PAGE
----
Friday, July 3, 2015

The Supreme Court and Parking

Once upon a time, in the land of Arlington, in Virginia, there was a residential neighborhood called Aurora Highlands. This little suburban community had the misfortune to develop a new neighbor, an office complex called Crystal City. Many of the workers in Crystal City drove to their jobs, and they soon noticed that there were many free, vacant parking spaces in Aurora Highlands. So they did what any red-blooded American motorist would do. They parked in the vacant spaces. For free.

Apparently the good citizens of Aurora Highlands were aghast. (The emotional state of common folk was not so minutely recorded in the days before the Internet as it is now.) We do know that the elders of the land felt their constituents' pain, and pretty soon the county had something called Zoning Ordinance 29D (on May 18, 1974, to be exact).

This new law may well have caused great joy in the Highlands of Aurora, for it told the Outsiders of Crystal City to stay Outside. It did this by authorizing the County Manager (it would be so much better if I could call him the High Sheriff) to regulate parking if he found the curbs to be crowded.

Specifically he was commanded to search out places in Arlington County where peak occupancy was 75 percent or higher. (On a lot of blocks in Philly, 75 percent would describe minimum occupancy better than maximum occupancy.)

He soon found such a spot in Aurora Highlands. The section selected included 81 buildings that contained a total of 101 residences. All but two of the single-family dwellings had off-street parking facilities. The zone also contained 192 curbside parking spaces along three streets. Sounds like a very nice little garden city to me.

So how did the County Manager protect this utopian village from the evil motorists of Crystal City? Personally, I was looking for a moat, and a drawbridge -- and maybe even a gate and a portcullis. And maybe earthworks behind the moat.  After all, when you dig a moat you have to throw the dirt somewhere.

But no. The Quest for Exclusion of Outsiders led to parking stickers in the windows of the residents' cars. Less expensive and, frankly, just as effective. (I have no idea if the permits were stickers in windows, or placards on dashboards, or some other device. Research in mouldy newspaper archives would likely shed light on this subject.)

Needless to say, the motorists of Crystal City were enraged. "Stickers? We don't need no stinkin' stickers!" Lacking ramparts to storm, they resorted to the American pastime of a lawsuit, alleging denial of due process of law and equal protection of the laws. (Very roughly -- Nobody asked me! And, If he can have it, so can I!)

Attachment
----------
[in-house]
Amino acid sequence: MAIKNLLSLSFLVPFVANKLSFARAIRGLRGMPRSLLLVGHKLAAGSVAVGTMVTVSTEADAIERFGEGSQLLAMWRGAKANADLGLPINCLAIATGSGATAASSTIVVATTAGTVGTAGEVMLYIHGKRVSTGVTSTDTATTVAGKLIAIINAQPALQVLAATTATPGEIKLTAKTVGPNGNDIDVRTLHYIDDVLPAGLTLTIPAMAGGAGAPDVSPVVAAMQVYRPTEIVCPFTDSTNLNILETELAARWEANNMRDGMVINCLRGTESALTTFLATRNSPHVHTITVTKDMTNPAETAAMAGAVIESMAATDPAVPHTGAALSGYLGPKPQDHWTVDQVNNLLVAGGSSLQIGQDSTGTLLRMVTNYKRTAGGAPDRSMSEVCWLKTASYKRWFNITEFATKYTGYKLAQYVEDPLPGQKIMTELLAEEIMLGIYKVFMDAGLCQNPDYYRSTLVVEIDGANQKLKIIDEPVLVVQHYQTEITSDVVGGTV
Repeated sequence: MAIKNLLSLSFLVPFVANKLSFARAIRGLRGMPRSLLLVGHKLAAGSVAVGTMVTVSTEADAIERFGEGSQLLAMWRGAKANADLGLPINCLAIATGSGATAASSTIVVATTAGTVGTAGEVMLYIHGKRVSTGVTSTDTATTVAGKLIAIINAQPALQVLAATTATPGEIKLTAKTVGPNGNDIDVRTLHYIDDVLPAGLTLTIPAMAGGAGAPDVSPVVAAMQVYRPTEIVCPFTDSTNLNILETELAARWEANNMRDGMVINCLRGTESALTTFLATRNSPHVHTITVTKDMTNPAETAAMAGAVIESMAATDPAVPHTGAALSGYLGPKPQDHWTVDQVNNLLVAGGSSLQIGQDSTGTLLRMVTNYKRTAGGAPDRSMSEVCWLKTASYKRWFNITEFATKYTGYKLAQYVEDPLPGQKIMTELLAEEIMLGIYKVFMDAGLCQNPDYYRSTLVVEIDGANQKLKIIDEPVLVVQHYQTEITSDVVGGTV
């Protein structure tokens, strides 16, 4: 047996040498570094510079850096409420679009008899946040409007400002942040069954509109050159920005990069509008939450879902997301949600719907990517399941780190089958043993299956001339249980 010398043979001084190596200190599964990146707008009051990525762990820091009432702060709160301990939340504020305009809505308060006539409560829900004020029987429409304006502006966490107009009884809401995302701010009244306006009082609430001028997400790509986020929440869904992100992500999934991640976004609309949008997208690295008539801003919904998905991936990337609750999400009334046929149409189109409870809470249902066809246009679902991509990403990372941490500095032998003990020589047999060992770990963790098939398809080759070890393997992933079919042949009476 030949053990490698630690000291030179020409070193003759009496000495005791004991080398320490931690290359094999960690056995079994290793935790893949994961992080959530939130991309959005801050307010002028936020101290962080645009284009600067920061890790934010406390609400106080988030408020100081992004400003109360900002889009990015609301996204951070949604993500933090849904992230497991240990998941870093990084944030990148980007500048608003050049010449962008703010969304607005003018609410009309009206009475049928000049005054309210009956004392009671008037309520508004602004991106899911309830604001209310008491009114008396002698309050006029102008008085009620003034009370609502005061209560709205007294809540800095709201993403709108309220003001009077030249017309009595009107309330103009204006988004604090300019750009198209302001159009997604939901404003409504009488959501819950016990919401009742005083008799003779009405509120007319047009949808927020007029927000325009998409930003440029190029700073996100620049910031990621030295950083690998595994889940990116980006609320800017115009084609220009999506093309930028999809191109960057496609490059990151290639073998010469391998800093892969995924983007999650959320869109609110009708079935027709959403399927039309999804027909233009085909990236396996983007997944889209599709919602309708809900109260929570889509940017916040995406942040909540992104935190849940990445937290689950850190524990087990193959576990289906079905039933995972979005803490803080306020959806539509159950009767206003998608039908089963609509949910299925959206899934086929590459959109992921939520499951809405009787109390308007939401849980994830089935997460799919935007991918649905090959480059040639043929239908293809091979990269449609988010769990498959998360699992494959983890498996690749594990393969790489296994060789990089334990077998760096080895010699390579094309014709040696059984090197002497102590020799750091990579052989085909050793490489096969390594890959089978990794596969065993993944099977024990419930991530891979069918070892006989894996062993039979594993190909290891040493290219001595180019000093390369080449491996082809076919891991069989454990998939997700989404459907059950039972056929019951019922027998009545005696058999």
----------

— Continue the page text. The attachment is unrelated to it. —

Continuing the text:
Arlington v. Richards (1977)
In 1975 the trial court agreed with the good motorists of Crystal City. But the elders of Arlington were not prepared to leave matters there. No, they were made of sterner stuff, and they appealed to the Supreme Court of Virginia, which in January 1977 handed them the modern equivalent of a drawing and quartering.

According to the Va. Supremes, ownership of property abutting a public street "gives the owner no right to use the street superior to that enjoyed by the public at large." And that was one of their kinder comments.

Having had their heads and various other body parts handed to them, the elders of Arlington trudged across the bridge to Washington, D.C., and laid their case at the feet of the Justices of the U.S. Supreme Court.

In this, their final forum, their last chance, they triumphed. They cut the net off the basket, and they took the goal posts home.

In a decision dated October 11, 1977, the U.S. Supreme Court took note of the Va. Supreme Court's holding "that the ordinance on its face offends the equal protection guarantee of the 14th Amendment." And then it said, "We disagree."

SCOTUS then added that the equal protection clause of the 14th Amendment requires only that distinctions between residents and nonresidents "rationally promote the regulation's objectives."

The court's opinion was quite succinct.  That's because the Va. Supremes failed to deal adequately with fifty years of zoning law, and specifically the U.S. Supreme Court's 1926 decision in Euclid v. Ambler.

The elders of Arlington had tried to get the Va. Supremes interested in the concept of zoning law, but they failed.

As the Virginia Supreme Court put it, "Whatever authority local governments may derive from the zoning statutes to protect the distinctive characteristics of residential neighborhoods, such authority does not include the power to adopt ordinances which grant residents a parking monopoly in the public streets of their neighborhood."

Well, actually, it does. Let us turn now to the foundational document for zoning in the United States, Euclid v. Ambler

Euclid v. Ambler (1926)
The Village of Euclid, Ohio, was a small suburban town near Cleveland. The Ambler Realty Co. owned 68 acres of land in Euclid. On November 13, 1922, the village council adopted a zoning ordinance dividing the village's land into districts that varied in, among other things, their allowable uses. Most of Ambler's land was available for industrial uses, but not all.